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Longleaf Pine Restoration Continues in Point Washington State Forest

Discussion in 'All About SoWal' started by kurt, Apr 29, 2015.

  1. kurt

    kurt Admin Staff Member

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    The Florida Forest Service is in the process of restoring a historical, native Longleaf Pine (Pinus Palustris) ecosystem within Point Washington State Forest. Initially, this will involve the complete removal of off-site Sand Pine (Pinus Clausa) on 85 acres. A timber harvest operation will serve to accomplish this objective.


    Due to fire suppression and harvesting of the longleaf legacy canopy prior to the creation of Point Washington State Forest, the area has been invaded by Sand Pine. With minimal sunlight reaching the forest floor, this has created an unfavorable environment for the rich diversity of ground cover species that support most of our native wildlife species.


    In its current state, it poses few positive characteristics that support the immense number of native species that would typically be found in one of our ecologically correct plant communities. This step is the first of many in an attempt to restore Point Washington State Forest for the benefit of our native species and the many users of the state forest.


    The Forest Service’s goals with this timber harvest are to remove the dense Sand Pine over-story from the current plant community and replant the area with Longleaf Pine. Historically, this plant community's over-story was composed primarily of Longleaf Pine and typically more open which allowed sunlight better opportunity to reach the forest floor.


    This process is not a development, but rather a restoring of the forest to its native ecosystem. The Florida Forestry Service follows best management practices with primary zones based on Outstanding Florida Waters as found in the Florida Service Manual, Silviculture Best Management Practices. The Florida Forest Service is dedicated to restoring our unique and highly sensitive ecosystem and improving the overall health of these ecosystems.


    The Florida Forestry Service is currently bidding out this project and the bidding will close on May 12th. Once the winning bid is accepted, the contractor will have one year to complete the timber harvest. Forestry has begun working on improving the road to accommodate the contractor. During the project, the contractor will enter and exit on Hwy 83, and will not be using Hwy 30-A.


    Should you have any questions, please contact the local Florida Forest Office at 850-267-8325.


    This is an area just north of Justin Gaffrey's Studio in Blue Mountain Beach - google map link

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  2. Everytime

    Everytime Beach Fanatic

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    Hey Kurt:

    I was in Seagrove the past week and a half and saw what may be a similar or related project in the northern part of Deer Lake State Park within the Point Washington State Forest. Several times during the week, I had either run by Deer Lake on the 30A Path or driven by in the car on 30A, and noticed a new double track (vehicular) trailhead at the west end of the Deer Lake State Park (North) boundary, between Watersound West Beach and the Deer Lake State Park beach entrance - but on the north side of 30A. Sunday morning, I headed out on a run from N Gulf Dr eastward on the 30A Path and decided to explore this new trailhead. I had run the smaller Nature Trail that loops in and out directly across 30A from the Deer Lake State Park beach entrance in the past, but this system I ran Sunday morning stayed beyond that Nature Trail more at the perimeter of Deer Lake State Park. At one point, near the "pointer" on my photo below, I noticed something of a "pine dome" of trees similar to the cypress dome that covers much of the Conservation Park wetlands trails near Hwy 79 in Bay County. I also noticed a utility water trailer with an "on loan from US Department of Interior" (or forestry) decal near that point, and further down that trail, I saw some forestry heavy equipment. Near "Mile 2" on my photo, I joined onto what seems to be a main service road and appears to run from the Deer Park caretaker's residence on 30A (next to "Prominence North") northwestward towards the Eastern Lake Trail System.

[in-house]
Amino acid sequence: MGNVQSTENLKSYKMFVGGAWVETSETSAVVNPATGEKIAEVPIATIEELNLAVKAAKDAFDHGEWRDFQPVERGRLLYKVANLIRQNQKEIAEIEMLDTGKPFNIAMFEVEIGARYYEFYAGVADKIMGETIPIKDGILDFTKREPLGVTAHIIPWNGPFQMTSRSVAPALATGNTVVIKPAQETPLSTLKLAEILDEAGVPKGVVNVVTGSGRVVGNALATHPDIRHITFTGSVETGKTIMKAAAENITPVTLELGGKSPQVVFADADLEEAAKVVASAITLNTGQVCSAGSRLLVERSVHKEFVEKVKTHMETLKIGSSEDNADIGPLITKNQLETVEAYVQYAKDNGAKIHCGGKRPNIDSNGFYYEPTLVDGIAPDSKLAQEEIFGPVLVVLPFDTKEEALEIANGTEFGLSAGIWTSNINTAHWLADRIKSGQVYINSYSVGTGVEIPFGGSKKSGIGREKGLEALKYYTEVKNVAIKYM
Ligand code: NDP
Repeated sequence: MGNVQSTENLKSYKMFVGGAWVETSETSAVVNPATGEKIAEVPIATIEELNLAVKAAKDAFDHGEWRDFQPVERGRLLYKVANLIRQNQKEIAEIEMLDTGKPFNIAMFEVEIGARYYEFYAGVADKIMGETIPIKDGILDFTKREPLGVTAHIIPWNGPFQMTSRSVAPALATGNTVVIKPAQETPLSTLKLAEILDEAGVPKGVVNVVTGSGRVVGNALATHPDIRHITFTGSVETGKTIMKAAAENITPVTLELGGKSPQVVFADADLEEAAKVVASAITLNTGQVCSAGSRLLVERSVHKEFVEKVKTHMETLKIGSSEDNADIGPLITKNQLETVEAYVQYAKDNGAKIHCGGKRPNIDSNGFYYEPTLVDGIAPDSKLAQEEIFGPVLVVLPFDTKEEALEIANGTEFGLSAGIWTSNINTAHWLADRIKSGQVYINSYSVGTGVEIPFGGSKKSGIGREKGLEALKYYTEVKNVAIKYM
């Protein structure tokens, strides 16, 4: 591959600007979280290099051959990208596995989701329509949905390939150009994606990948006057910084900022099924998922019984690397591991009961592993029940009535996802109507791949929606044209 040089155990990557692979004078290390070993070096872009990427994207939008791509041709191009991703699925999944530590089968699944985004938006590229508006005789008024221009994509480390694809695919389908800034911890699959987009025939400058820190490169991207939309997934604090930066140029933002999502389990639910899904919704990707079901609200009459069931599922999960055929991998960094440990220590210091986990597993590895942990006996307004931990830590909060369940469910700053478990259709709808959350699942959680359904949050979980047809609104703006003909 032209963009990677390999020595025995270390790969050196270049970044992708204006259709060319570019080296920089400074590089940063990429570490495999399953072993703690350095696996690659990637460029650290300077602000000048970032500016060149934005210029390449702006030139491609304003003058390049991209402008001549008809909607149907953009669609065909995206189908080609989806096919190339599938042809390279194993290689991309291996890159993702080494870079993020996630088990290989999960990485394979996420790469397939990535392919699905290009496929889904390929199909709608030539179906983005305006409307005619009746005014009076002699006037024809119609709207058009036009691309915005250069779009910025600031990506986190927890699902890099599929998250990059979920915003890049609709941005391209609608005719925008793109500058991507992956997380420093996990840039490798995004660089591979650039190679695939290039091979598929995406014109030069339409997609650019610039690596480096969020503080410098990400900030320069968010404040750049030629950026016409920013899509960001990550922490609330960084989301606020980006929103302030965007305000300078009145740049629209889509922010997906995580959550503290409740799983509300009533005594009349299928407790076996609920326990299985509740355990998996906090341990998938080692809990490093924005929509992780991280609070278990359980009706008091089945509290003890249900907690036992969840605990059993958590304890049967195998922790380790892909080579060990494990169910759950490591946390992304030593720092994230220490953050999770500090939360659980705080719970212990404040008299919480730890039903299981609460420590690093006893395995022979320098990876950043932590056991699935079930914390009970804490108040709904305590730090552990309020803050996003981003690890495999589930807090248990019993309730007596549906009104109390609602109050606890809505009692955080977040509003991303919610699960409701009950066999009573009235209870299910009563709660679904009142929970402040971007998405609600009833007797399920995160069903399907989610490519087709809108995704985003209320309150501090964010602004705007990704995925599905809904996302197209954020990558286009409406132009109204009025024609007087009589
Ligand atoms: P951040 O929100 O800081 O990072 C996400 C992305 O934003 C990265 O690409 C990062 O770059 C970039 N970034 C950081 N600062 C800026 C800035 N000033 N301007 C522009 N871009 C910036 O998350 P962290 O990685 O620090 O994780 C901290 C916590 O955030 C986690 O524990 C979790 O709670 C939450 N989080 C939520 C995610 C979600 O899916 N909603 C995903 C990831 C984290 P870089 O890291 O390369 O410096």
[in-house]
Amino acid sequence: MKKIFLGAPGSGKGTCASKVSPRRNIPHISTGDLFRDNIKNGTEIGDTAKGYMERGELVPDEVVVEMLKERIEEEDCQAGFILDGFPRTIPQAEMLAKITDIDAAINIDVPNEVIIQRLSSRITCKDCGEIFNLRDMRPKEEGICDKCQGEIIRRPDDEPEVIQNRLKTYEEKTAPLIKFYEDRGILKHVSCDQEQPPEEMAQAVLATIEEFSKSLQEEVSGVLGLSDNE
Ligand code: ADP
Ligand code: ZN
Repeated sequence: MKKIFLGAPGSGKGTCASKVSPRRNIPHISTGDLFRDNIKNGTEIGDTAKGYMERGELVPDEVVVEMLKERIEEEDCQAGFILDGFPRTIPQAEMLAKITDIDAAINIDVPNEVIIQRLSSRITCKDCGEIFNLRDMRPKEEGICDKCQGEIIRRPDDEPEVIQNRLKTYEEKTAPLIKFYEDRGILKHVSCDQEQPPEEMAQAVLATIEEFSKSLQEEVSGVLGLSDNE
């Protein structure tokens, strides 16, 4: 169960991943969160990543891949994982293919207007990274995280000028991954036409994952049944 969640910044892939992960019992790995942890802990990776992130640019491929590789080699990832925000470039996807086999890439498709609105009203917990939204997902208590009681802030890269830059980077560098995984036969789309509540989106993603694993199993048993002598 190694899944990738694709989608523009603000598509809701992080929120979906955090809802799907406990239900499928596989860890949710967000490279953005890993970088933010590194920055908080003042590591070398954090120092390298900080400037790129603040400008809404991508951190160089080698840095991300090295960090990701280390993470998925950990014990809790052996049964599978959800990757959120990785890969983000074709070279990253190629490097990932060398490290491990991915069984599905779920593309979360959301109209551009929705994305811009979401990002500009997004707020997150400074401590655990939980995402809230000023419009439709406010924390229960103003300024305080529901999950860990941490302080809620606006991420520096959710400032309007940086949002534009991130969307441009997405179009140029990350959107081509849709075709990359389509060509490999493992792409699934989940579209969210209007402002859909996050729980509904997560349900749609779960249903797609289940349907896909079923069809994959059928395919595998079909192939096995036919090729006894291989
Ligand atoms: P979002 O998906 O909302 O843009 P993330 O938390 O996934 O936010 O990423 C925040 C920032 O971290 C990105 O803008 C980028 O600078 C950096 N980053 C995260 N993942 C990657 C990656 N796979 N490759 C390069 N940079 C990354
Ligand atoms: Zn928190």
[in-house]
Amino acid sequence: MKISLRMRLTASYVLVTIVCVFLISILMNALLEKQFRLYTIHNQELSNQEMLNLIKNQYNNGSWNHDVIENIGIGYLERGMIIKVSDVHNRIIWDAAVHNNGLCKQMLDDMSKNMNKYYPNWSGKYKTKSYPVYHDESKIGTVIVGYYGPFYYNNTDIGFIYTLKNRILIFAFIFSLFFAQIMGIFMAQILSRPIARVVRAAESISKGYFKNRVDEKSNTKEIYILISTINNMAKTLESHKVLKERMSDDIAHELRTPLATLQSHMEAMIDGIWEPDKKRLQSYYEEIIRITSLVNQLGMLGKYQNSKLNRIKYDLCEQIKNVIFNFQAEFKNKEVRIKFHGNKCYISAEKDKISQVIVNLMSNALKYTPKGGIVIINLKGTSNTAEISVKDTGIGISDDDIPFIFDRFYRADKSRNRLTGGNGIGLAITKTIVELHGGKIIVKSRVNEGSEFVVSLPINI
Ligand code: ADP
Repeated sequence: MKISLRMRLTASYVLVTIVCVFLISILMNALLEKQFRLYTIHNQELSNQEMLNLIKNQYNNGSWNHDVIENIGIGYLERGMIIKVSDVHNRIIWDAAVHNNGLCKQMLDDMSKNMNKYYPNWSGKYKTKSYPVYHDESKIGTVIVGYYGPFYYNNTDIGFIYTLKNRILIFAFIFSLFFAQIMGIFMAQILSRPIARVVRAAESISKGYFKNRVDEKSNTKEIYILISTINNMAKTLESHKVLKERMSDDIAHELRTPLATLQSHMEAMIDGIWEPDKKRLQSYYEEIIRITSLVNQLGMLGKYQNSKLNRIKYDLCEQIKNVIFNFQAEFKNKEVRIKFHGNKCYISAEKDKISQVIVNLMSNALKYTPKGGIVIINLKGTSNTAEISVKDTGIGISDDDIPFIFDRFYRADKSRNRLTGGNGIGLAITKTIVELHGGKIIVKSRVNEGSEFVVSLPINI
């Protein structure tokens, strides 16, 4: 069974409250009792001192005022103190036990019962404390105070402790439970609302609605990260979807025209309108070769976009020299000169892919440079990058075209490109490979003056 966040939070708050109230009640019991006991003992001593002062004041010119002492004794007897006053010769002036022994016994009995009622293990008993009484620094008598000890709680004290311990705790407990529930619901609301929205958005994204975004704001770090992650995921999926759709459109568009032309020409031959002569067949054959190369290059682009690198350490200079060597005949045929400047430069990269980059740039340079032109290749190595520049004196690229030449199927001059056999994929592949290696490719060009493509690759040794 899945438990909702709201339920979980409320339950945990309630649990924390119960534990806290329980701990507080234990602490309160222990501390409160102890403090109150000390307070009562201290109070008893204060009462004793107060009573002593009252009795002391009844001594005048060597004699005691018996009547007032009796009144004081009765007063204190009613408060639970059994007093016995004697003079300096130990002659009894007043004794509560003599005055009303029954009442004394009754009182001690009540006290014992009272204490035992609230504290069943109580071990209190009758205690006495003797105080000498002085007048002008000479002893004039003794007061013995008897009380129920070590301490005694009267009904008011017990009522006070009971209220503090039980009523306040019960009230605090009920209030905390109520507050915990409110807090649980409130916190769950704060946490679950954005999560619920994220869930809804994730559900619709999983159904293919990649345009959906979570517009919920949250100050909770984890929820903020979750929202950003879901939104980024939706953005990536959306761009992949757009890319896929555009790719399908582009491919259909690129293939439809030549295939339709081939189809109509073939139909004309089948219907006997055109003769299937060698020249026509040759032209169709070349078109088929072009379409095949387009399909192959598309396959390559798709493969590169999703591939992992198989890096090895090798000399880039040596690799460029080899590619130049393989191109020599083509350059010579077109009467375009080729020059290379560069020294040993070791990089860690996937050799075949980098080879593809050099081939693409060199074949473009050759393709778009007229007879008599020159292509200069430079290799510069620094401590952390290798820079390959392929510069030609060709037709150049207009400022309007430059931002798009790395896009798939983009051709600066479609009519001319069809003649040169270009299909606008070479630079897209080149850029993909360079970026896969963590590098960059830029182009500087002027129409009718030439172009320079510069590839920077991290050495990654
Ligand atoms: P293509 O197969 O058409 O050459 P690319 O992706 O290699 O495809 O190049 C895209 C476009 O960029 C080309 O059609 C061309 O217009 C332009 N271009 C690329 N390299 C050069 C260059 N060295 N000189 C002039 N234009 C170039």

I ran a spur trail off of this main service road trail, then back on to that main trail and came out on 30A at Prominence North. In that area near the caretaker's residence, I saw 2 deer that kept stopping to turn around and look at me before running off. The following night (Monday), we were driving back from dinner at Boondock's on 79 and saw those 2 same deer standing on the 30A shoulder in the same spot where I had exited the forest.

    So, just curious if they'll be doing a similar harvest in the Deer Lake State Park or Eastern Lake Trail System areas, or if what I saw was just routine maintenance activity?

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  3. kurt

    kurt Admin Staff Member

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    I'm not sure about that area. Sounds like it could be a longleaf restoration. There is also periodic clearing for natural restoration areas.
     
    Last edited: Jun 25, 2015

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